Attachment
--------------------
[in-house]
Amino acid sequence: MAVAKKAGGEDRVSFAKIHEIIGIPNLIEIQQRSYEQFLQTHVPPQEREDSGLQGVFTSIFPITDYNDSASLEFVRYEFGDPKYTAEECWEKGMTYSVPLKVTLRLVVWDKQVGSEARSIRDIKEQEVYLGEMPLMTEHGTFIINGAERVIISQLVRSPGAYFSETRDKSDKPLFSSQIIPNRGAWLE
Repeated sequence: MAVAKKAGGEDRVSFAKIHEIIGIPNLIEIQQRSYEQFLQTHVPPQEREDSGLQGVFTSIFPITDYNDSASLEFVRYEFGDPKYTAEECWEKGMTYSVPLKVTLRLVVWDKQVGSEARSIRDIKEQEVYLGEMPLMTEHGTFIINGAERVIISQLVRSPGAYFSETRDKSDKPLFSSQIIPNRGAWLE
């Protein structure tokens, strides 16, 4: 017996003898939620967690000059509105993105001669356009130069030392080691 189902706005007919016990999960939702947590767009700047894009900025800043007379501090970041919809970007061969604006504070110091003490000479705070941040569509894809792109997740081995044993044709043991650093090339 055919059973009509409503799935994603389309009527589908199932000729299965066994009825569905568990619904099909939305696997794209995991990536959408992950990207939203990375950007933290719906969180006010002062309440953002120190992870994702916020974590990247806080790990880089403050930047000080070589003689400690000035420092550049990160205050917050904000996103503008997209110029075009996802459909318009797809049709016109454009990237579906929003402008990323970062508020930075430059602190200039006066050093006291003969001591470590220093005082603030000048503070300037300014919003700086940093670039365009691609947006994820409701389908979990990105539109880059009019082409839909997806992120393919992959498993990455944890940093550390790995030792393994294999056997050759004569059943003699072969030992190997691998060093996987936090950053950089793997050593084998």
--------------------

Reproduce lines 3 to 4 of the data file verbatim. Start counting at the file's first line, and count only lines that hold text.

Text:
Repeated sequence: MAVAKKAGGEDRVSFAKIHEIIGIPNLIEIQQRSYEQFLQTHVPPQEREDSGLQGVFTSIFPITDYNDSASLEFVRYEFGDPKYTAEECWEKGMTYSVPLKVTLRLVVWDKQVGSEARSIRDIKEQEVYLGEMPLMTEHGTFIINGAERVIISQLVRSPGAYFSETRDKSDKPLFSSQIIPNRGAWLE
């Protein structure tokens, strides 16, 4: 017996003898939620967690000059509105993105001669356009130069030392080691 189902706005007919016990999960939702947590767009700047894009900025800043007379501090970041919809970007061969604006504070110091003490000479705070941040569509894809792109997740081995044993044709043991650093090339 055919059973009509409503799935994603389309009527589908199932000729299965066994009825569905568990619904099909939305696997794209995991990536959408992950990207939203990375950007933290719906969180006010002062309440953002120190992870994702916020974590990247806080790990880089403050930047000080070589003689400690000035420092550049990160205050917050904000996103503008997209110029075009996802459909318009797809049709016109454009990237579906929003402008990323970062508020930075430059602190200039006066050093006291003969001591470590220093005082603030000048503070300037300014919003700086940093670039365009691609947006994820409701389908979990990105539109880059009019082409839909997806992120393919992959498993990455944890940093550390790995030792393994294999056997050759004569059943003699072969030992190997691998060093996987936090950053950089793997050593084998």